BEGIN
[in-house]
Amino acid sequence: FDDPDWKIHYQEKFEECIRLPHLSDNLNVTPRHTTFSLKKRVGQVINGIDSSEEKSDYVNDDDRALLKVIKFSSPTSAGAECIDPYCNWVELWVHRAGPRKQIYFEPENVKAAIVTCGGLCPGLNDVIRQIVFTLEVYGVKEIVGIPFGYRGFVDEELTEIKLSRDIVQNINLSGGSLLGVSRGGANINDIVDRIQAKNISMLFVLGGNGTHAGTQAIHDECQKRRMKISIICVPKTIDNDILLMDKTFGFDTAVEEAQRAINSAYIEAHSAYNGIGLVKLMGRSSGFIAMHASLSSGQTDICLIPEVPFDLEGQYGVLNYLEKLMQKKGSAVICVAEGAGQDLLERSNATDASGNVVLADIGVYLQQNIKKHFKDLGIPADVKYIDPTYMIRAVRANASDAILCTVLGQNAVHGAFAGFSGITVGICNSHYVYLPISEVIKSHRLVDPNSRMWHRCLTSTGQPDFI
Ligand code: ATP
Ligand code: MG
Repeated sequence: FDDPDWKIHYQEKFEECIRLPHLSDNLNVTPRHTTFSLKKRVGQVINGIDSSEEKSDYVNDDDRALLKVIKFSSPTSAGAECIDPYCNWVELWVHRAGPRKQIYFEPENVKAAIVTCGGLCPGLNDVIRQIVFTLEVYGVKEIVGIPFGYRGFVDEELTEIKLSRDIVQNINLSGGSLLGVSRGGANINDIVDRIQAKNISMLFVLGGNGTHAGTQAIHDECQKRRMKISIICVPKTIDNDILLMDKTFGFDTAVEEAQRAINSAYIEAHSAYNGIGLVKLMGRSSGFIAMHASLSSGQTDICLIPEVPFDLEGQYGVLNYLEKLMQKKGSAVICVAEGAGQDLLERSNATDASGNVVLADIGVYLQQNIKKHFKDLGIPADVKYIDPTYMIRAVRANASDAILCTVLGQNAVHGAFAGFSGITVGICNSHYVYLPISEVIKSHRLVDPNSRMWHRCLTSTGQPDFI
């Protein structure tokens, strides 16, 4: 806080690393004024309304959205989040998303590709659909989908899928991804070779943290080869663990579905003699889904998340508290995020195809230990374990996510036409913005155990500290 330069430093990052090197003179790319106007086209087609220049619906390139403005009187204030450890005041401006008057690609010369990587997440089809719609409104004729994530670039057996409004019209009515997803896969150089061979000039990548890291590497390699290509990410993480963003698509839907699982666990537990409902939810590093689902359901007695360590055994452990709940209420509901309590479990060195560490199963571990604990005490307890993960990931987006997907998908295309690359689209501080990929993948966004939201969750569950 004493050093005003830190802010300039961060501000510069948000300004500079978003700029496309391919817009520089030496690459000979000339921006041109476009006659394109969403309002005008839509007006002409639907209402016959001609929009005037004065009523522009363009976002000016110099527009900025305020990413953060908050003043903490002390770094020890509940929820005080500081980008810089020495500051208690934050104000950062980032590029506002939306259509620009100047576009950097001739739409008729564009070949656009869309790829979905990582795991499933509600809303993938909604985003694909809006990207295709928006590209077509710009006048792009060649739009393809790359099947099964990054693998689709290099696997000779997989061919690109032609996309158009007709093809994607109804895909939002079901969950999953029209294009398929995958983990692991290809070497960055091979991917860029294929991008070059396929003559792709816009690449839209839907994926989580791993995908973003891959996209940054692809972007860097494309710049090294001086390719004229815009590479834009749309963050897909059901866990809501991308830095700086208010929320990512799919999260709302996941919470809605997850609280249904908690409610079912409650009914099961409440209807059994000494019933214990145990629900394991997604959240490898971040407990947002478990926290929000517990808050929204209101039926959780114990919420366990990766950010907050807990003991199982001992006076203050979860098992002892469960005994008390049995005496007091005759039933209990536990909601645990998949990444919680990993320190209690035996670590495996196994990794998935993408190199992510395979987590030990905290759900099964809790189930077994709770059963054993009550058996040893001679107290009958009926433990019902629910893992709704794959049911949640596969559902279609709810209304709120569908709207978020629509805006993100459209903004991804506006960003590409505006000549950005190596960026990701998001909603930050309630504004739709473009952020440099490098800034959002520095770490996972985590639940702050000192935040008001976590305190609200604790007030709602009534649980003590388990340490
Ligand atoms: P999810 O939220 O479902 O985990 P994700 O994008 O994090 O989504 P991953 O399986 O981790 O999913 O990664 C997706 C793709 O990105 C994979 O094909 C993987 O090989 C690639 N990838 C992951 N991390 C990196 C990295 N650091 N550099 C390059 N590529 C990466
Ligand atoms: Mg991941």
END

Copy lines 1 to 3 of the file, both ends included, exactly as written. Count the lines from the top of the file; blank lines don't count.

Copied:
[in-house]
Amino acid sequence: FDDPDWKIHYQEKFEECIRLPHLSDNLNVTPRHTTFSLKKRVGQVINGIDSSEEKSDYVNDDDRALLKVIKFSSPTSAGAECIDPYCNWVELWVHRAGPRKQIYFEPENVKAAIVTCGGLCPGLNDVIRQIVFTLEVYGVKEIVGIPFGYRGFVDEELTEIKLSRDIVQNINLSGGSLLGVSRGGANINDIVDRIQAKNISMLFVLGGNGTHAGTQAIHDECQKRRMKISIICVPKTIDNDILLMDKTFGFDTAVEEAQRAINSAYIEAHSAYNGIGLVKLMGRSSGFIAMHASLSSGQTDICLIPEVPFDLEGQYGVLNYLEKLMQKKGSAVICVAEGAGQDLLERSNATDASGNVVLADIGVYLQQNIKKHFKDLGIPADVKYIDPTYMIRAVRANASDAILCTVLGQNAVHGAFAGFSGITVGICNSHYVYLPISEVIKSHRLVDPNSRMWHRCLTSTGQPDFI
Ligand code: ATP